From left to right in the picture are Elmer L. Peterson originally from Butte, Montana, currently residing in Beaverton, Oregon, Braeden Carter (grandson), Diane Peterson Carter (Pete’s youngest daughter).

Chris Carter

Dear Gary,

Although I was never with the big bombers, many of the 303rd pilots were my (43-D) cadet classmates and Capt. Jack W Watson was my cadet roommate. I felt a special bond with Jack since he helped get me through flying school and that enabled my later career with American Airlines.

Jack's role became essential when shortly after moving up to Basic Training I broke my right hand in a disagreement with a local citizen and I had to have my hand in a cast for about a month. Since I couldn't fly the airplane it looked like I'd be held back or washed out. It was finally worked out with the instructors that Jack would fly the airplane and I would log the time and I continued on with my class.

He was a great sightseeing pilot and took me up to the University of Oklahoma to buzz my brother who was in training with the Navy there. That may have been training for his later dropping into the Yankee Stadium with his B 17 to buzz the 1943 World Series. Early in January 1944 I took the train up to Molesworth to see Jack and learned about the terrible # 98 mission to Oschersleben. I still have the picture on my wall of Jack's burning ship when he got it singlehandedly back to England. While I was there they took me along with them on a local training flight. After hearing the stories of their missions and watching them handle those airplanes, I came away with an enormously increased respect for their courage and devotion which will never leave me.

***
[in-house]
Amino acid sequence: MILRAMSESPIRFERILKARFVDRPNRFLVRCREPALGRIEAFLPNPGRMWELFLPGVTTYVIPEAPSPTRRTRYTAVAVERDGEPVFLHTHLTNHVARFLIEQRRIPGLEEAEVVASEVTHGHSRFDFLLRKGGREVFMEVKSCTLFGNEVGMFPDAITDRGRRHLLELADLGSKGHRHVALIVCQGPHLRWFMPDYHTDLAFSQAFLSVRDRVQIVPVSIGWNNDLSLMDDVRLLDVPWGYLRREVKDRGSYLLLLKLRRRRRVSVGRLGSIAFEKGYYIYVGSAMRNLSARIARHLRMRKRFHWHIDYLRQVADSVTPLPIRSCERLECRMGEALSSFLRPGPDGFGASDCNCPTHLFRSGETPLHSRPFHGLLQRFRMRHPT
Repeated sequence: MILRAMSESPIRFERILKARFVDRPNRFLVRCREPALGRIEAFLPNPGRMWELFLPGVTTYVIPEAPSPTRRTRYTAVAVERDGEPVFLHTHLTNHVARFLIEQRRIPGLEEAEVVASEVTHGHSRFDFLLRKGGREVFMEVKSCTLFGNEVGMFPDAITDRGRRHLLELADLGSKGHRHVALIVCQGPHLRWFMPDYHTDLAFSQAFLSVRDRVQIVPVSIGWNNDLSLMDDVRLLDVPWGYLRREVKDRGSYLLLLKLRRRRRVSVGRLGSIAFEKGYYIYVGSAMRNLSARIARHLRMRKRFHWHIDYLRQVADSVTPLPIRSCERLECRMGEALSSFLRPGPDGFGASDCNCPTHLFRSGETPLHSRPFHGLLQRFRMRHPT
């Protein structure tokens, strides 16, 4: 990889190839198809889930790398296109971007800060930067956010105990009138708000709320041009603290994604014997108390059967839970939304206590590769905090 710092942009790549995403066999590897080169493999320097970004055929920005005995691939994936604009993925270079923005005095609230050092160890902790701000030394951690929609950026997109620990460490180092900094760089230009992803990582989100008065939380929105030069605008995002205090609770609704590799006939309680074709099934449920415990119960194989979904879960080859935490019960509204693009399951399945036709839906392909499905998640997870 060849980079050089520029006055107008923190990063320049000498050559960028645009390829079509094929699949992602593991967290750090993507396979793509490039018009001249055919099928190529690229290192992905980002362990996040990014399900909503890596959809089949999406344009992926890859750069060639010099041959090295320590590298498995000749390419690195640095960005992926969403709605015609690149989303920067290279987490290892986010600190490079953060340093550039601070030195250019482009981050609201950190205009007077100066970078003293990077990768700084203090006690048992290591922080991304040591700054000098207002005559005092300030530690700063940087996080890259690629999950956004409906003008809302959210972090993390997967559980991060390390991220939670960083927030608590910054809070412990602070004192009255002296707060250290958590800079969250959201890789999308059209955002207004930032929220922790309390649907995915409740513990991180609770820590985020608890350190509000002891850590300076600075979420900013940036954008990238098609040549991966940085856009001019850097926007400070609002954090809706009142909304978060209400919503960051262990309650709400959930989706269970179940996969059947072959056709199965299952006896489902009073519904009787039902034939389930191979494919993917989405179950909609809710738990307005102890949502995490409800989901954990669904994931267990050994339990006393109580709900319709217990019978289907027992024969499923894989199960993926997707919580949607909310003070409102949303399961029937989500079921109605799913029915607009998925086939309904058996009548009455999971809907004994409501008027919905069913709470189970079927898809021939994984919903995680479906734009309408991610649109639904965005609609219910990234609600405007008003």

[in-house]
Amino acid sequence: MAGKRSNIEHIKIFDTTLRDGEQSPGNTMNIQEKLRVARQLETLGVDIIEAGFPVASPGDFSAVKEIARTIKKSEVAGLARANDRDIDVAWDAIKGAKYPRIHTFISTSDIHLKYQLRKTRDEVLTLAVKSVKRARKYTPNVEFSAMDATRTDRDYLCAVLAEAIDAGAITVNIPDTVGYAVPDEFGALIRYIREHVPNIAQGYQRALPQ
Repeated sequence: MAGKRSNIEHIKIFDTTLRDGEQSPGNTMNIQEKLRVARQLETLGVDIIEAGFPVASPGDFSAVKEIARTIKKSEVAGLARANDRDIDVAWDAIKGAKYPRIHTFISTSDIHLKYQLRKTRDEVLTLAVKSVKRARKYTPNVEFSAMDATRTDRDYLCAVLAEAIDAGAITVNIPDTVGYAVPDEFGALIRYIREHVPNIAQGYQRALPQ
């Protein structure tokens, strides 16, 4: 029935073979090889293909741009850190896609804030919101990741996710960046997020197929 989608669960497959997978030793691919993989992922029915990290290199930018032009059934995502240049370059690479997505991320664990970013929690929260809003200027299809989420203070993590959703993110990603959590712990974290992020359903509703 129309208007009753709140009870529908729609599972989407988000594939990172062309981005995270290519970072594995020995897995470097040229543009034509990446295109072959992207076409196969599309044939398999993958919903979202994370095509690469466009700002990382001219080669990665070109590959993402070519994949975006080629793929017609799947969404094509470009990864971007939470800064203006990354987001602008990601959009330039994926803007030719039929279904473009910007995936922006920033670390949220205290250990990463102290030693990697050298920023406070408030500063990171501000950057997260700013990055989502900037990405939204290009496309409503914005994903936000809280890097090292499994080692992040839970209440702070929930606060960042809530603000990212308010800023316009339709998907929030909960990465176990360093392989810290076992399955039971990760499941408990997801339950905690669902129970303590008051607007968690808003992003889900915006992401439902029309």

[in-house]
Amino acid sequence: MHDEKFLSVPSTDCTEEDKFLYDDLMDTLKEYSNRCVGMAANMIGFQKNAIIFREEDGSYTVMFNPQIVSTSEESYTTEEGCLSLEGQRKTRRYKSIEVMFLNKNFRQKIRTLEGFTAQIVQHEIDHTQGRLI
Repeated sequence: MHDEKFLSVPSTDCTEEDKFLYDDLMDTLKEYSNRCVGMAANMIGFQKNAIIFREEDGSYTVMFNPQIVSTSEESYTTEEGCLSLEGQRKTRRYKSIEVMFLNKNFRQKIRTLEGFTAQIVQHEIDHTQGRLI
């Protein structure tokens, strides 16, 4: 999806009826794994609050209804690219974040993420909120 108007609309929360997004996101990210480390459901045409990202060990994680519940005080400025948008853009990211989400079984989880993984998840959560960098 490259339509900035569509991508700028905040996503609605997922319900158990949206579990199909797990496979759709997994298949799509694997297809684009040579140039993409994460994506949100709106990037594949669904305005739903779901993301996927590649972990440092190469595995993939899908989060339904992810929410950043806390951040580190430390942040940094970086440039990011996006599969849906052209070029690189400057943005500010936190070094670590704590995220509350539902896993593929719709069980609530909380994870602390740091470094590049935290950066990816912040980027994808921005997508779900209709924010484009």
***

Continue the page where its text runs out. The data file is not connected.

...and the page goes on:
May their memory live forever.
Bill Watson

Attached is a photo of my dad's veteran's grave marker recently placed on his grave. He was very proud of his service with the 303rd and enjoyed my sharing the Molesworth Pilot newsletter with him before he passed away. Thanks for all you do to honor and memorialize the veterans.

God bless you,
Richard L. Connelly




Keeping the Legacy Alive,

Gary L. Moncur
Molesworth Pilot Editor
303rd Bomb Group Historian
copyright © 2009 - 2011 Gary L. Moncur